Ficus is a large genus that includes over 100 species and is a member of the fig family (ficus carica). Some ficus are merely vines and shrubs while others grow into enormous Banyan trees. The more common ficus (ficus benjamina) grows best in warmer climates as listed by the U.S. Department of Agriculture hardiness zones 10B through 11. Ficus roots can be quite problematic. The tree is known for vine-like surface roots that can smother neighboring plants and crack through concrete sidewalks and building slabs, as well as deeper roots that invade plumbing pipes and septic tanks. Removing ficus tree roots is a multiple-step process.
Use the chain saw to cut the stump as close to the ground as possible. Make a couple of vertical cuts in the stump as well to aid in clearing out as much debris as possible.
Make multiple cuts into the bark around the top perimeter of the tree stump with the ax. Using a disposable paint brush, apply a diluted solution of 25 percent glyphosate, an herbicide found in commercial products, paying particular attention to the bark, where the tree's vascular system is located. The vascular system will transport the poison into the tree's roots.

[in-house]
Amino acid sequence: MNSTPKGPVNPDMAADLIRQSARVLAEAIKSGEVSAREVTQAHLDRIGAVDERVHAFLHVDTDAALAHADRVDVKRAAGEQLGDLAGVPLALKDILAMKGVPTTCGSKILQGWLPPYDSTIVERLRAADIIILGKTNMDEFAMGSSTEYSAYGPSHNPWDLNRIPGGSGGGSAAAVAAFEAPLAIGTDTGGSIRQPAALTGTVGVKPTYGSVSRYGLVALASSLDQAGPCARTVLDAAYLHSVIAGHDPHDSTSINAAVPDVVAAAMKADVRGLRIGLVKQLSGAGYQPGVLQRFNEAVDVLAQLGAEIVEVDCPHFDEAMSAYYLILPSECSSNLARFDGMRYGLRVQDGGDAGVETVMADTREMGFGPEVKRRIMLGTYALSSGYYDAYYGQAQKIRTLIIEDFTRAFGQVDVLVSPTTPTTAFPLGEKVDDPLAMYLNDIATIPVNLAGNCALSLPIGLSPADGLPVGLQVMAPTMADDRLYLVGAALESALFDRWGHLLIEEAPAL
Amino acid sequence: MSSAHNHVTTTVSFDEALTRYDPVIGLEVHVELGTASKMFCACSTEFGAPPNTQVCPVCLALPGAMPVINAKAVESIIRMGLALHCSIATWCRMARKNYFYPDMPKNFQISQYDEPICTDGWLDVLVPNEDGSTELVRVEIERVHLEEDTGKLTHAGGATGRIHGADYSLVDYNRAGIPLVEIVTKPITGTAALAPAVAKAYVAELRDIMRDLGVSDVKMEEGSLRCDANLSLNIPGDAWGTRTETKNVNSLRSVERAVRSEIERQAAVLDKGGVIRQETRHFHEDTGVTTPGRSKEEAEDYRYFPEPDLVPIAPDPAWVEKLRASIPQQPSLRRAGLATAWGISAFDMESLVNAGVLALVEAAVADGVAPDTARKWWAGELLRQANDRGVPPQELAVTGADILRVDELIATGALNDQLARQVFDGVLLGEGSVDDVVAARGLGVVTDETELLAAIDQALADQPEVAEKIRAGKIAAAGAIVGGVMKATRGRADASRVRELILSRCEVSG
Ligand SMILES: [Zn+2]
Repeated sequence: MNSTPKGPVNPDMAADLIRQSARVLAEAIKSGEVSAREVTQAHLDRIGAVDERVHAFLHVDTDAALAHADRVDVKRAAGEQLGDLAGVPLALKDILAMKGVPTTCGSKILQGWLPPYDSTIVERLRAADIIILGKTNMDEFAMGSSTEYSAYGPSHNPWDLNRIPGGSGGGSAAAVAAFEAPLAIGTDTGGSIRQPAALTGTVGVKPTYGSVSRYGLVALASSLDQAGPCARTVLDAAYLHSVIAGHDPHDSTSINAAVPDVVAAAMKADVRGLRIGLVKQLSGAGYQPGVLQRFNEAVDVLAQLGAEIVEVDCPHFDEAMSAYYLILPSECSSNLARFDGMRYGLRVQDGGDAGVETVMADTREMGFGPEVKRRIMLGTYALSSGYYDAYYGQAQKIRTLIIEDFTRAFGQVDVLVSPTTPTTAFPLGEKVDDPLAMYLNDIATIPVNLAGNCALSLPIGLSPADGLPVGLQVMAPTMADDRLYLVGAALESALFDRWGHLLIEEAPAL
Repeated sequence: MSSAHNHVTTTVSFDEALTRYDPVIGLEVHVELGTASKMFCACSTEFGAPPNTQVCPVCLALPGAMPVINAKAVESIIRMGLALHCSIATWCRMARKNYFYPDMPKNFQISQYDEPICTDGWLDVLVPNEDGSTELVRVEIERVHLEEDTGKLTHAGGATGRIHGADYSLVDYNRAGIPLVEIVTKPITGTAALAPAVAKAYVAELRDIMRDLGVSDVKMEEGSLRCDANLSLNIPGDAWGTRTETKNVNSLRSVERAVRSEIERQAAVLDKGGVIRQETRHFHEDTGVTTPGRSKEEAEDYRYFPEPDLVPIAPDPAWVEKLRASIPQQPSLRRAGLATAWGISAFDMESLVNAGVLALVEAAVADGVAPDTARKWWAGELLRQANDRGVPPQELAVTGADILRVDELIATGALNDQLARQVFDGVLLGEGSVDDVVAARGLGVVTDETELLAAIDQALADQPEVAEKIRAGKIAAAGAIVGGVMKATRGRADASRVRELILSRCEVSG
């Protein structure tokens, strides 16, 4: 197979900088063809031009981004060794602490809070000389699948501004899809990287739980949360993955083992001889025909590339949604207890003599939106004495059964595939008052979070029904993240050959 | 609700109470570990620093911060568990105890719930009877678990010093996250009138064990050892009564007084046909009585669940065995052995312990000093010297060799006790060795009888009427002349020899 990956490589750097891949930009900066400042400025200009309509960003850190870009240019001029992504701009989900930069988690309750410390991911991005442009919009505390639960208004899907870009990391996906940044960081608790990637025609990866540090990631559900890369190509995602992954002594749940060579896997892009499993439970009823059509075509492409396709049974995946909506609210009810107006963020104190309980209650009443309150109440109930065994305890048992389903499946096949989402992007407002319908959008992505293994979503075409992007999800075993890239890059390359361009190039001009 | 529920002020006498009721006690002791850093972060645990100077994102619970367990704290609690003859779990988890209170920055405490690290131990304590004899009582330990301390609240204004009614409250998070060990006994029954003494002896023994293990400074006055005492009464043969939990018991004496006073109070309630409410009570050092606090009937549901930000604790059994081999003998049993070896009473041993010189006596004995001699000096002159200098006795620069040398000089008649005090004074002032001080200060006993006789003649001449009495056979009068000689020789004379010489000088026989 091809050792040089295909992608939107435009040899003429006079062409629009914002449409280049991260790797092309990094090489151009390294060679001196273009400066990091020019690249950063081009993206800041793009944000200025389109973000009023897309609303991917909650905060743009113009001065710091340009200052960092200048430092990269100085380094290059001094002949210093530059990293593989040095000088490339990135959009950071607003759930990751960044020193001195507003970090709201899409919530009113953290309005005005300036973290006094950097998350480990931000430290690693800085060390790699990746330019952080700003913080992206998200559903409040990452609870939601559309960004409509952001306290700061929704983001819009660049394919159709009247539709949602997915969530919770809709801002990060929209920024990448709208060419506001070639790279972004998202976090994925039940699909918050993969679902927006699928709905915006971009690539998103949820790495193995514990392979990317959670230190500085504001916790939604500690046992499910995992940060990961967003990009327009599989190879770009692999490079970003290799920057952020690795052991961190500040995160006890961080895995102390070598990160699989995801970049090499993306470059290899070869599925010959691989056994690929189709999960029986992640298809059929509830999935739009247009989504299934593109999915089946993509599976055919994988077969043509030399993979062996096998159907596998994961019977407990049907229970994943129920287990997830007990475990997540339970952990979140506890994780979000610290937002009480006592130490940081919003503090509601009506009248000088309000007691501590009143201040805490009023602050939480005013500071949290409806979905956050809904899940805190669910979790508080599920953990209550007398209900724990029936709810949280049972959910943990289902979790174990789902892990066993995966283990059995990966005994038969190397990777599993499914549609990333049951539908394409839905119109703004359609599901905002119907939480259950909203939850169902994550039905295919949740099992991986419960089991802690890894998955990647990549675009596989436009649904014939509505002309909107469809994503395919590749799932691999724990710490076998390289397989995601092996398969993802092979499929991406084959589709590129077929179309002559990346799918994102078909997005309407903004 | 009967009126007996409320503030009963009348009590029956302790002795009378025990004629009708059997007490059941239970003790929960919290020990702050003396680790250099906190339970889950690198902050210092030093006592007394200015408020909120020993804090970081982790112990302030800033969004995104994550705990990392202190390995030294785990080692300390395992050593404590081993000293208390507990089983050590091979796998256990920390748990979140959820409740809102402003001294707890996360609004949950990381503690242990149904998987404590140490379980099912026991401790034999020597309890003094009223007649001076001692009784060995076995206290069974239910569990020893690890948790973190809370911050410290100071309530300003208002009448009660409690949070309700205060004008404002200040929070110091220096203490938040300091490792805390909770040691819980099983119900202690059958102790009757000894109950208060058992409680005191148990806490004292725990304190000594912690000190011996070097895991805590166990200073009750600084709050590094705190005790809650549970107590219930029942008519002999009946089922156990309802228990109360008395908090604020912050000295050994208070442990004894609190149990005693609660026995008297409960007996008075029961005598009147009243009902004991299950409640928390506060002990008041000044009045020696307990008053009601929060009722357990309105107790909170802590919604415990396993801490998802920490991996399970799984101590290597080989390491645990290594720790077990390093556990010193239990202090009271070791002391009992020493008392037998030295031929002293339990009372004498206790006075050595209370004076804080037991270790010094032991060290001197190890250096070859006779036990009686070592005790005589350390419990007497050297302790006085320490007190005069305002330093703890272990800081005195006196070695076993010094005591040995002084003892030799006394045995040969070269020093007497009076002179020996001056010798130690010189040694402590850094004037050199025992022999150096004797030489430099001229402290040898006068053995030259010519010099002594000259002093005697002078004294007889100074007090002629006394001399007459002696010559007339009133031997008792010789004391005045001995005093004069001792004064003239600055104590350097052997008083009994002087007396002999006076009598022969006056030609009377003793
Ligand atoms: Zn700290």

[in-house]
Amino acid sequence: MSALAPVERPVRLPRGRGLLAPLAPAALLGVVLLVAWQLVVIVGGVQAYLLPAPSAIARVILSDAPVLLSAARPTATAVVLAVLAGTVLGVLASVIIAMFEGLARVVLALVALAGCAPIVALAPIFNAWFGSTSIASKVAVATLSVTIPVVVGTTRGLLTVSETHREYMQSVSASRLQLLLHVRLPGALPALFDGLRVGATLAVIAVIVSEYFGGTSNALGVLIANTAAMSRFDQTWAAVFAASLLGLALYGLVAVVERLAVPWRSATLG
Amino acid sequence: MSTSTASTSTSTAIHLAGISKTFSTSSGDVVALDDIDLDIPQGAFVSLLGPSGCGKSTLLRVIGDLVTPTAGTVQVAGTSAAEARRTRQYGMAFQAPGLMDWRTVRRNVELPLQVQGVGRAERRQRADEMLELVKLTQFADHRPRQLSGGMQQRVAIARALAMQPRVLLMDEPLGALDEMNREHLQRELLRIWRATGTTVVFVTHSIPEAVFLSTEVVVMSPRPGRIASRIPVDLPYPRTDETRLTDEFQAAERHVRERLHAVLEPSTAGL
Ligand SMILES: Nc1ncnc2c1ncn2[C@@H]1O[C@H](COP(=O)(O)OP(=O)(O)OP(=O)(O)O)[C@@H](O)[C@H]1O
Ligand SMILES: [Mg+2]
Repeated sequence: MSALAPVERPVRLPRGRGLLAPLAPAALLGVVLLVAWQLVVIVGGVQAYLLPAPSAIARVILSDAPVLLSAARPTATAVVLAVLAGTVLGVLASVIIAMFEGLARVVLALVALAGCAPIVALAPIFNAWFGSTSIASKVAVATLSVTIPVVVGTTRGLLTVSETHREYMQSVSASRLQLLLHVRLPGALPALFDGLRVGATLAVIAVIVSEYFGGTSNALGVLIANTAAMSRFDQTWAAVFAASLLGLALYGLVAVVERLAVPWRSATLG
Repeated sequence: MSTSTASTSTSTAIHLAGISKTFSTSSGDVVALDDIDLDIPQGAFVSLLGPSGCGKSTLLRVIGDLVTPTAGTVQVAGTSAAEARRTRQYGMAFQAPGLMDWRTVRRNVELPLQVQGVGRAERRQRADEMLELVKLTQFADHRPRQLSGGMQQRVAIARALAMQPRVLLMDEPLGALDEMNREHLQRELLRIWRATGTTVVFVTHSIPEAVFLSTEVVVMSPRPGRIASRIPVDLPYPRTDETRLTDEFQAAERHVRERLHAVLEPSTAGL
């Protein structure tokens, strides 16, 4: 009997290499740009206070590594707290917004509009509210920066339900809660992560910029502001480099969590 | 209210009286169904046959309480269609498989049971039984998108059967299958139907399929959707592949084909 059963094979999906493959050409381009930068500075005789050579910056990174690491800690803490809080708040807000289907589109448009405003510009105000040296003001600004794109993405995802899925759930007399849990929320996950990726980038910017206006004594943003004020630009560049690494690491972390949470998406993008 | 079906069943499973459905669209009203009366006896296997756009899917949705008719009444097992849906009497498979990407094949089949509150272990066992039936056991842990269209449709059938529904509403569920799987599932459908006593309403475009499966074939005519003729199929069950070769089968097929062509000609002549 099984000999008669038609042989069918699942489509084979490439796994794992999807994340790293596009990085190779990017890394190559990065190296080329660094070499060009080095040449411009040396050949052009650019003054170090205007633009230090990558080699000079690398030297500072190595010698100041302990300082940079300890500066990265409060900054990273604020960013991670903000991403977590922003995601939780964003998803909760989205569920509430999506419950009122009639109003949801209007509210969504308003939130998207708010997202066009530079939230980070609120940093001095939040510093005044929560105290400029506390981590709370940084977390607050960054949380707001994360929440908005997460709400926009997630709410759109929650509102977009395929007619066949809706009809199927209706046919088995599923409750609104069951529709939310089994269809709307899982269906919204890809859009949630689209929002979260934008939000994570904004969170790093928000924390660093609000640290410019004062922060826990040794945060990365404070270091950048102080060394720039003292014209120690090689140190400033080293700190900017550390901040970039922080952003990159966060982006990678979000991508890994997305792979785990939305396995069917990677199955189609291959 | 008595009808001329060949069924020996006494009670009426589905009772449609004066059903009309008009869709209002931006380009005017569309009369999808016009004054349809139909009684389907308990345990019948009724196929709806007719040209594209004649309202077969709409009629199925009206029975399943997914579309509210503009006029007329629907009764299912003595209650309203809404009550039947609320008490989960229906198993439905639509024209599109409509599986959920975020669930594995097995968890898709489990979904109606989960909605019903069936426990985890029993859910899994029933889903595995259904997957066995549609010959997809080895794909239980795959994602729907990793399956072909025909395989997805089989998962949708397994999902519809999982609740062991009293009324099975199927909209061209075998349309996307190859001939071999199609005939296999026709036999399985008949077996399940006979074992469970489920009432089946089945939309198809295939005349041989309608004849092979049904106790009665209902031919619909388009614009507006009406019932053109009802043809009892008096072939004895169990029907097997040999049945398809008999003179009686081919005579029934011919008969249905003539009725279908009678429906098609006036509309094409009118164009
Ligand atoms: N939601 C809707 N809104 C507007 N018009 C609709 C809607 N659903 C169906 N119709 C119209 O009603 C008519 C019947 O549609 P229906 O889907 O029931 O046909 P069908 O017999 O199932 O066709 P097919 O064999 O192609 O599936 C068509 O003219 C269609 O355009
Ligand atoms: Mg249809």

Cover the stump with plastic to ensure that the glyphosphate doesn't rinse off in the rain. Repeat the process seven days later. It may take 14 days or longer to kill the stump and roots before they are ready for the removal process.
Check to see if the roots are ready to remove by scraping the surface with a knife. If the growth underneath is brown, the roots are dead and ready for removal. If the wood is still green, another application of glyphosate may be necessary.
Begin chopping up the larger roots. Use the crowbar to dig up deeper roots. Dig around the roots with the shovel to expose more of the root system. Ficus roots penetrate deep into the soil, so removing one layer at a time is expected.